One of the first rules of being a bookman that I learned from Dan is to keep an eye out for anything that may catch it– items laid in to a book, an oddly marbled fore-edge, or a certain aesthetic that seems ahead of its time. That’s why this George E. Matteson 1939 map of Scituate, Rhode Island is a wonderful example of a good find. According to an obituary found online, George Matteson, born April 22, 1902, died August 27, 1977, was a mapmaker, a historian, and a folklorist. While I’ve been able to find at least a dozen other

A full-length view of the map (photo taken in our rare book room), measuring approx. 41" by 47.5".
A full-length view of the map (photo taken in our rare book room), measuring approx. 41″ by 47.5″.

maps credited to him, it’s unclear whether or not all of his maps are imbued with such a powerfully creative essence as this one. While I was examining the map in order to take photographs for this post, before I knew it, I had a folder of 45 images, from which I had to select the handful I’ve posted here. If I let my eye rest– even for a second– I had to snap a photo. It is, truly, a pleasure trip for the eyes.

(Click “CONTINUE READING” for more details)

Continue reading George E. Matteson, Map Maker

Bishop Jonathan Shipley: A Voice of Justice and Reason in Troubled Times

This post was written by intern John McDonald.

In 1773, the relationship between Great Britain and her American colonies was being sorely tried by political conflict. This was upsetting to many Englishmen, who wished for their country to maintain its dominance, not least among them merchants who profited from the outrageous tariffs, taxes and other mercantile laws imposed upon the colonists. Another faction of shipley sermon title page (wmcarey.edu)Englishmen wished for harmony between the mother country and her unruly children, and these were the men of God, in particular Bishop Jonathan Shipley, who believed that the Christian bond between Britain and the colonists was, by duty, meant to be a sharing of “religion, culture, peace, and happiness” (Carey, 1). In his famous sermon delivered before the Society for the Propagation of the Gospel in Foreign Parts on February 19, 1773 at St. Mary-le-Bow in London, Shipley spoke out against the exploitation of the colonies, whom he fondly admired, and stressed the need to maintain peaceable relations. Shipley was something of an optimist, as, during a time of heightened animosity, he believed that “a time… will come… when the checks and restraints we lay on the industry of our fellow-subjects… will be considered as the effects of a mistaken policy, prejudicial to all parties, but chiefly to ourselves” (xxii). A little more than two years later, the Bishop’s hopes were dashed, as the tensions between Britain and the colonies erupted in open warfare.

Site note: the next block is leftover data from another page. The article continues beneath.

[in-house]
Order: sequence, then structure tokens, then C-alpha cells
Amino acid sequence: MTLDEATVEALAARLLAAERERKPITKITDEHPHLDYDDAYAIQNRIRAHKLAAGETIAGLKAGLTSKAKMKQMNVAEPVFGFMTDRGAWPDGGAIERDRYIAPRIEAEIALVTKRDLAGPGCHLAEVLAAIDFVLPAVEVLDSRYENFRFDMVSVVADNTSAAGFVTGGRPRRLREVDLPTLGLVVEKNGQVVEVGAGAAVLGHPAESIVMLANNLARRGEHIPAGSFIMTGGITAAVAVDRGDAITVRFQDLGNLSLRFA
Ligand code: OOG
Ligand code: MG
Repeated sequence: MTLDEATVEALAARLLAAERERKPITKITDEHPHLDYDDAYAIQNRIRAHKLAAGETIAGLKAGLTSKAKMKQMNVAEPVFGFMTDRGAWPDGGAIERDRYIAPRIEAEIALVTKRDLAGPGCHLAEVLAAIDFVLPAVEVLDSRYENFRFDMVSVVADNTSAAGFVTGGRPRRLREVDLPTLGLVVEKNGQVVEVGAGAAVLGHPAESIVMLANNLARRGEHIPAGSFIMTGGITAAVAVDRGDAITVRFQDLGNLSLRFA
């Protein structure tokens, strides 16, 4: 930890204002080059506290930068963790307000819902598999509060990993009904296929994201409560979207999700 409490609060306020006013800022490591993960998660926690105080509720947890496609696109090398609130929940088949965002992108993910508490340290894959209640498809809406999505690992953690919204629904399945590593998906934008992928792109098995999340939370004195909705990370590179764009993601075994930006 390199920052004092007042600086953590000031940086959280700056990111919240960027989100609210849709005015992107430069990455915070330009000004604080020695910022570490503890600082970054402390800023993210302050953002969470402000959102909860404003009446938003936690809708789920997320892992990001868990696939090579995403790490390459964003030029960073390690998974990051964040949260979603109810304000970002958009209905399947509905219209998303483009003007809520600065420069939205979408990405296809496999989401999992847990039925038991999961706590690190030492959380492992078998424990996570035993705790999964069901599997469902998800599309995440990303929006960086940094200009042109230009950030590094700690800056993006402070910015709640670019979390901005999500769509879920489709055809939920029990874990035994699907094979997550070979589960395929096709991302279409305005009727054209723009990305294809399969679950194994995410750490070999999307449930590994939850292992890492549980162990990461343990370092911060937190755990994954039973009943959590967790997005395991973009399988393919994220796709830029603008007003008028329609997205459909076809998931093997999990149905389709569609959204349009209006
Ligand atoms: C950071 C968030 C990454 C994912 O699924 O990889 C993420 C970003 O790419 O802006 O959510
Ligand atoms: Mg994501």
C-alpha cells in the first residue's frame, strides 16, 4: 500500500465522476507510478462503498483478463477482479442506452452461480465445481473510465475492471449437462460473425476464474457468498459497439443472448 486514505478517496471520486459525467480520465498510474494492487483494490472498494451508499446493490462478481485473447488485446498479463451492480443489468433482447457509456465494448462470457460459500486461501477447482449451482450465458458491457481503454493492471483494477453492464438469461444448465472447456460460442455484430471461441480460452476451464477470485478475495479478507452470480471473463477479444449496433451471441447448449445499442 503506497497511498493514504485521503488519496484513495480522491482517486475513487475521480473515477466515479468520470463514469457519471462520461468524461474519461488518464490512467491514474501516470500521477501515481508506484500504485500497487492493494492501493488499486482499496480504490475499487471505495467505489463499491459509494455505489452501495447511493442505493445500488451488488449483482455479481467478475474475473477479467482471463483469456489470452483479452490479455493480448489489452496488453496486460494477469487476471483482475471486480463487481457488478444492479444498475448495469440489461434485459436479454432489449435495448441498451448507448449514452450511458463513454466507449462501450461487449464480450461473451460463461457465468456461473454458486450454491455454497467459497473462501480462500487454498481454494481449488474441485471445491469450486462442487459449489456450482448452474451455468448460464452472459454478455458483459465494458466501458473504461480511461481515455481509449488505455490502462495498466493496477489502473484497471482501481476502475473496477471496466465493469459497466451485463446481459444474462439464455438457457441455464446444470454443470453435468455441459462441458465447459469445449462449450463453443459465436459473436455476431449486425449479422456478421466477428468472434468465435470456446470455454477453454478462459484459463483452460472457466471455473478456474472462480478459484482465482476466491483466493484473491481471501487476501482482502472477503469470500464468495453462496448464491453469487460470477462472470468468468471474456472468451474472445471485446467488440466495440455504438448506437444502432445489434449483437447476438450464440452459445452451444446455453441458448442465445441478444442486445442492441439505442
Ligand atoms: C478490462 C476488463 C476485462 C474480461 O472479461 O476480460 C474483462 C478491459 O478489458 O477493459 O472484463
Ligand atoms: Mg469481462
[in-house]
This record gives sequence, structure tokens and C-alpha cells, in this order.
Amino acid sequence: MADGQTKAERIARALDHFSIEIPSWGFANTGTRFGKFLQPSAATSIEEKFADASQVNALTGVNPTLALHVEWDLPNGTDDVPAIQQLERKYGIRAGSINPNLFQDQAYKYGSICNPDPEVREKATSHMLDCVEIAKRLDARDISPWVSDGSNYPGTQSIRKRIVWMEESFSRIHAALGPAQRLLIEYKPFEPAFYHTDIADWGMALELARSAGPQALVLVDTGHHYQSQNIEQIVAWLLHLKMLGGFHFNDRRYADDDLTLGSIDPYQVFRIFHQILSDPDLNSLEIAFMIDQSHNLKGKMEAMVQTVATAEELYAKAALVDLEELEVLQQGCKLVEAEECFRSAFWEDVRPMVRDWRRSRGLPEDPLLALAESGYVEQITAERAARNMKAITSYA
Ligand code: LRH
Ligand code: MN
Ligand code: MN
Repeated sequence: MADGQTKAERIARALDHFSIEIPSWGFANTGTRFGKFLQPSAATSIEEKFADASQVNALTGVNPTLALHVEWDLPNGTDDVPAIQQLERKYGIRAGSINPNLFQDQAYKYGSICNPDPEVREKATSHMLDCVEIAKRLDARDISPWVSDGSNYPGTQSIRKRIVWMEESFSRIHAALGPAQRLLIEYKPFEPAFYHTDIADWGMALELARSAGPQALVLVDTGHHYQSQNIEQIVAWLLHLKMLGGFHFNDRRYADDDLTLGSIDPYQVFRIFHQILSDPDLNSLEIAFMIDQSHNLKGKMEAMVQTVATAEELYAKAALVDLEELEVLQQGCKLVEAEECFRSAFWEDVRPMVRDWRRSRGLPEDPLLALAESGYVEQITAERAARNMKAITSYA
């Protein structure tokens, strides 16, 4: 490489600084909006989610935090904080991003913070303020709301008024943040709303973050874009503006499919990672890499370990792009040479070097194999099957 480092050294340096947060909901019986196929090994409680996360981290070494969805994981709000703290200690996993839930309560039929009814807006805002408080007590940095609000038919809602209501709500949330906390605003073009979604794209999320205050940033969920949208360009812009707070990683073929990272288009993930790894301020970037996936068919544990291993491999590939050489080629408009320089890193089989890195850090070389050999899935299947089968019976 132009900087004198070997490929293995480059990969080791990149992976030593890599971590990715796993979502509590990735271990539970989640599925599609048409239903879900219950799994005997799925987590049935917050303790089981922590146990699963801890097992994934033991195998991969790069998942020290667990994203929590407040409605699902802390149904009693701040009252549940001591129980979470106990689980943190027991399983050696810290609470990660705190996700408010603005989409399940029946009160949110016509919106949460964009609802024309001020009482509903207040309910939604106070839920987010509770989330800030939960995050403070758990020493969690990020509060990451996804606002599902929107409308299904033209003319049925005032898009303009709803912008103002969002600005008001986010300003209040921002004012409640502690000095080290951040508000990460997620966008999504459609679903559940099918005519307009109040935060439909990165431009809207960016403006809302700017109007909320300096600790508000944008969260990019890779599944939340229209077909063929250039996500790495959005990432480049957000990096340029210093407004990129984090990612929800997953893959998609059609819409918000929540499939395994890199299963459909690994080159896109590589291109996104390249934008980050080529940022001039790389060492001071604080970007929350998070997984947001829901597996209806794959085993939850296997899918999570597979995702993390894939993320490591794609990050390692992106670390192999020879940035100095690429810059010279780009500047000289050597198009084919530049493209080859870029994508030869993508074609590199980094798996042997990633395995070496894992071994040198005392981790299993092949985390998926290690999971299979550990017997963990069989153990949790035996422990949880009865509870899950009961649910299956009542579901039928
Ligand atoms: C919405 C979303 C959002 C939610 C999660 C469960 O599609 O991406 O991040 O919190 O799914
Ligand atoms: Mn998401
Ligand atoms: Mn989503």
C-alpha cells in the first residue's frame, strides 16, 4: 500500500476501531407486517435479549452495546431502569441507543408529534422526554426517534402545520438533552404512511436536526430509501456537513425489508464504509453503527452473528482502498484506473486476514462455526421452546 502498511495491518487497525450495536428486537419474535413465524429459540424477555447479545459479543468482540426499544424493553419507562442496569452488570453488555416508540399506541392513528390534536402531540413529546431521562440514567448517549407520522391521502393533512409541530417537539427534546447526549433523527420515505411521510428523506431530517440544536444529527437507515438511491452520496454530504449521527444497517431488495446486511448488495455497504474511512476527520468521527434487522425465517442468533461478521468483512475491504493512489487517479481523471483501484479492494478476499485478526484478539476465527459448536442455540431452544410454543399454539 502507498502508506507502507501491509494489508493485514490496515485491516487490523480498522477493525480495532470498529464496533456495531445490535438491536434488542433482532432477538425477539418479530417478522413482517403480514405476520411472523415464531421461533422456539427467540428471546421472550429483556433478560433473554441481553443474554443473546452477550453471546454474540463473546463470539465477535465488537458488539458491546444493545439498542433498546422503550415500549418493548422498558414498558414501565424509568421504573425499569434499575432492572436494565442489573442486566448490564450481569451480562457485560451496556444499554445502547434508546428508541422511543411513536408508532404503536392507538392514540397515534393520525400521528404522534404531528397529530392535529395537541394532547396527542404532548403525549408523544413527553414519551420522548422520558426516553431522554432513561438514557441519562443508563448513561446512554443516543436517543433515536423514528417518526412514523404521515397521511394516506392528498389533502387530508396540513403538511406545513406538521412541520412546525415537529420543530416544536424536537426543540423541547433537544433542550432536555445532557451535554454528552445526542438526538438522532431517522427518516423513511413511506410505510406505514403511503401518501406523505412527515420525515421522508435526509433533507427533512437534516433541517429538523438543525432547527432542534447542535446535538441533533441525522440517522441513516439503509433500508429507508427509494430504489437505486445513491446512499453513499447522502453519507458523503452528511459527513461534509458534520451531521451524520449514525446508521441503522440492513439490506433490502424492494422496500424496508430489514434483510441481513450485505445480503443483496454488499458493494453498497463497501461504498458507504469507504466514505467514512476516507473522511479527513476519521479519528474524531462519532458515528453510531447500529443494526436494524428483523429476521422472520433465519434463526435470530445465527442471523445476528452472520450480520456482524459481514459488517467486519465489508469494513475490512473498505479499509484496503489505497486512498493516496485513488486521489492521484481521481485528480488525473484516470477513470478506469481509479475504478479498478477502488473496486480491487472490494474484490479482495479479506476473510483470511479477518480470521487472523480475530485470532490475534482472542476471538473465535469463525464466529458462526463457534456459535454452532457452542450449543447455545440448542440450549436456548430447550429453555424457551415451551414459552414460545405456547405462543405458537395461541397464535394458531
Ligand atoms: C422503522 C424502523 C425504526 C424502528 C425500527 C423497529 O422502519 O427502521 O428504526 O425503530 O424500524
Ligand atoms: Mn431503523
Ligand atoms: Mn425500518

The copy of this sermon kept at John Bale Book Company is badly tattered and missing pages, but it occupies a unique place in the bookstore collection. According to co-owner Donato Gaeta, this booklet represents the earliest printed mention of Waterbury that he has encountered in his long career as a bookseller. The mention is brief, “The Rev. Mr. Scovil, Missionary at Waterbury, &c. in the former of his two letters, writes, that in Waterbury and Westbury there are 120 familes [sic], and 165 communicants” (Shipley, 24). Westbury and Northbury referred to the region now known as Watertown, which at the time was still part of Waterbury proper, but would split with the larger community in 1780. The Rev. Mr. Scovil referred to James Scovil, grandfather of the pioneer industrialist James Mitchell Lamson Scovill, whose legacy was one of the “Big Three” brass firms, the Scovill Manufacturing Company. The Rev. James Scovil “graduated from Yale College [in 1757] and two years afterward… became the rector of the Episcopal Church in the mission field of Waterbury, Northbury and what is now Bristol, Connecticut, becoming the first resident rector in Waterbury” (Pape, 5). This was a position that James Scovil would hold during the Revolutionary War, after which he moved to New Brunswick, Canada, indicating that he may have been a Loyalist.

Continue reading Bishop Jonathan Shipley: A Voice of Justice and Reason in Troubled Times

Thomas Lewis’s Peaceful End: A Return to the Soil That Nourished Him

This post was written by intern John McDonald.

The concept of a funeral sermon might seem strange to the 21st century mind. After all, eulogies, which are intimate, informal addresses often delivered by a spouse, relative, or friend of the deceased, have evolved to take their place. Funeral sermons, on the other hand, are formal, religious monologues delivered by a pastor or minister. One would imagine that such a treatment would be reserved for the passing of those whose significance is agreed upon by a large number. In the 18th and 19th centuries, however, funeral sermons were a rather common occurrence.

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The title page of the sermon (mentioned to the right).